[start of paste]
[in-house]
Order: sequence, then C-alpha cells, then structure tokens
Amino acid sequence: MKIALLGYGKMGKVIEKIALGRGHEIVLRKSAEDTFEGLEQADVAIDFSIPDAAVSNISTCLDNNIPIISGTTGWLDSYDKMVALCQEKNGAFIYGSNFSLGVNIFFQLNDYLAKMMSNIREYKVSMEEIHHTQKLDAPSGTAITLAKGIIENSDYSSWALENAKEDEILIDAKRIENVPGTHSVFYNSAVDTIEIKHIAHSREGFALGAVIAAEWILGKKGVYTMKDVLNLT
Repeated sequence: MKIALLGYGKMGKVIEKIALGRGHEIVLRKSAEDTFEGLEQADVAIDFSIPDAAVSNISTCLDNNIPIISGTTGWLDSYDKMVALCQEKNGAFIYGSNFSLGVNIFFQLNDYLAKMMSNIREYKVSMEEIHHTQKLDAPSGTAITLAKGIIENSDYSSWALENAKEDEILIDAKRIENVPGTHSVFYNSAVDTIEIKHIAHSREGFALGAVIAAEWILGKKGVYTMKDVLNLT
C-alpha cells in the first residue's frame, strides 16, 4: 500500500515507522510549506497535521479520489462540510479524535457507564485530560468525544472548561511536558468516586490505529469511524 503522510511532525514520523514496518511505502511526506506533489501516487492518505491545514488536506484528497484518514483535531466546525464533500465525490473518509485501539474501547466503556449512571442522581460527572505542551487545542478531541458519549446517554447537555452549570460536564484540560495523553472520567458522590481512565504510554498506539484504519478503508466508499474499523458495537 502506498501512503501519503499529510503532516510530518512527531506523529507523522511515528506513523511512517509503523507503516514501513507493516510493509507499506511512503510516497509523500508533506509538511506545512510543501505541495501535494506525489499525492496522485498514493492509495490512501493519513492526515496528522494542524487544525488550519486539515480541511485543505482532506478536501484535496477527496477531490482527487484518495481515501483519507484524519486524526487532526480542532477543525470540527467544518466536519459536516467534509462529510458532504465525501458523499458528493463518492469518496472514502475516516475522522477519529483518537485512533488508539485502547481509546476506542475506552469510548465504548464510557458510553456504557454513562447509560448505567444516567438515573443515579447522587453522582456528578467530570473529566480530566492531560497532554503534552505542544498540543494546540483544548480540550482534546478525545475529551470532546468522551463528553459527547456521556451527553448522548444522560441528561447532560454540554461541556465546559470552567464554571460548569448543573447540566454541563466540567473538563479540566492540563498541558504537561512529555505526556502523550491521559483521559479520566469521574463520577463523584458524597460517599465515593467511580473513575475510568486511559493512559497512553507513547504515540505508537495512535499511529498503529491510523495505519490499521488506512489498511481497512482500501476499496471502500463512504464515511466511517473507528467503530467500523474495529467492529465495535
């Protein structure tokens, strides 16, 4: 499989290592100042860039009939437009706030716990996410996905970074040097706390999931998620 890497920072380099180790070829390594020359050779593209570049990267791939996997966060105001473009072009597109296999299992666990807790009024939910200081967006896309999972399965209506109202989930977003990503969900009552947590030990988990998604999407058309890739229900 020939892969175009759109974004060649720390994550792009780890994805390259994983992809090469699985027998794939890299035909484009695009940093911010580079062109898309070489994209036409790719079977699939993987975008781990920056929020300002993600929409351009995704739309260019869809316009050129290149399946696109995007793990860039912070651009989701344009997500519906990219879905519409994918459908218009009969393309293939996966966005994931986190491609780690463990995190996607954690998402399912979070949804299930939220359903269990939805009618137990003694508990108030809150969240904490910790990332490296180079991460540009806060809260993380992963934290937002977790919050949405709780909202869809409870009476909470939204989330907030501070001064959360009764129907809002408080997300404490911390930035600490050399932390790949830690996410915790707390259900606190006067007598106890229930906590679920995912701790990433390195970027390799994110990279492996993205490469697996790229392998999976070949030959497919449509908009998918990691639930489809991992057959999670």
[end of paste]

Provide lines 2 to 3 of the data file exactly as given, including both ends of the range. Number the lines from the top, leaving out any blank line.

Order: sequence, then C-alpha cells, then structure tokens
Amino acid sequence: MKIALLGYGKMGKVIEKIALGRGHEIVLRKSAEDTFEGLEQADVAIDFSIPDAAVSNISTCLDNNIPIISGTTGWLDSYDKMVALCQEKNGAFIYGSNFSLGVNIFFQLNDYLAKMMSNIREYKVSMEEIHHTQKLDAPSGTAITLAKGIIENSDYSSWALENAKEDEILIDAKRIENVPGTHSVFYNSAVDTIEIKHIAHSREGFALGAVIAAEWILGKKGVYTMKDVLNLT